Querying Columnar Databases with Google Supersonic
Supersonic is a query engine library for columnar databases providing a set of data transformation primitives that Google advertises to be “ultra-fast” due to “heavy use of cache-aware algorithms, SIMD instructions and vectorised execution, allowing it to exploit the capabilities and resources of modern, hyper pipelined CPUs.” Some of its main features are:
- Cache aware
- Instruction pipelining
- Using SIMD (Single Instruction Multiple Data)
- Custom data structures
- Failure handling
- Supporting standard columnar operations
- Specialized expressions
Supersonic supports a number of operations that can be applied to entire tables and can be composed into operation trees:
- Aggregation: SUM, MIN, MAX, COUNT, CONCAT, FIRST, LAST
- Compute – transforms an expression (more about expressions below) into an operation
- Filter – filters the rows of a columnar table
- Generate – creates a certain number of zero-column rows
- Limit – limits the number of rows resulting from a previous operation
- Sort – sorting the results of a previous operation
Unlike operations, expressions apply at row level, performing the actual computations on individual column values. They can also be composed in an expression tree. Some of the expressions are:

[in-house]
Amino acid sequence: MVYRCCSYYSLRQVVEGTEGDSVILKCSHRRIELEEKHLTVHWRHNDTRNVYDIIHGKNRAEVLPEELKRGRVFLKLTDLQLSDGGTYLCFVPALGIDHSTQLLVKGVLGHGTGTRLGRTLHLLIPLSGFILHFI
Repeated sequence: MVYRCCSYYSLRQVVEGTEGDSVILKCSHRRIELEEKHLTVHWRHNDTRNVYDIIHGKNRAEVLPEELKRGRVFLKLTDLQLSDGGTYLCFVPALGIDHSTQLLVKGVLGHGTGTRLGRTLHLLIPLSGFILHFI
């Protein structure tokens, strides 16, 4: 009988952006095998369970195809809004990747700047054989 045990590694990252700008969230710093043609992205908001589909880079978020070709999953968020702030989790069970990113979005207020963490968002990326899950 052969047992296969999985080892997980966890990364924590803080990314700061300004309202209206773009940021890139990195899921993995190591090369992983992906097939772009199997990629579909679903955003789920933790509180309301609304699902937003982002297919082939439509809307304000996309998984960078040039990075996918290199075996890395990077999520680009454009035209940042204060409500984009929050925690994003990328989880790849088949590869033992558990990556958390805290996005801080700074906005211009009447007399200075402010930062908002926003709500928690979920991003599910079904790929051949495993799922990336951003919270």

- Terminal – leaf nodes containing primitive types such as ConstInt32, ConstBool, ConstDataType, RandInt32, etc.
- Arithmetic – Plus, Minus, Multiply, etc.
- Comparison – Equal, Less, Greater, IsOdd, etc.
- Date/Time – Now, Day, Month, Year, Hour, Minute, Second, AddDays, etc.
- Logical – And, Or, AndNot, Xor, Not
- Control Flow – If, IsNull, IfNull, Case
- Mathematical – Exp, Sin, Cos, Abs, Round, Floor, Trunk, Sqrt, Power, etc.
- String – ToString, Concat, Length, Trim, etc.
Supersonic has been written written is C++, and does not have a built-in data storage format, but there is “strong intention” to create one. Data is currently kept in memory.
Supersonic Query Engine has been licensed under the Apache License 2.0. It can be downloaded from its Google Code site. The source includes a number of examples demonstrating the use of operations and expressions against columnar tables.
The included graphic has been posted by the Supersonic team and represents an operation tree with benchmark results, processing a table with 1M rows as following: a view is obtained in 60us or 16.7G rows/s, then filtered in 1.03 ms or 1M rows/s, followed by a computation done in 25 us or 41.2M rows/s, then the result is joined with another filter, the whole test taking 22.1 ms.
Anatole Tresch Mar 03, 2015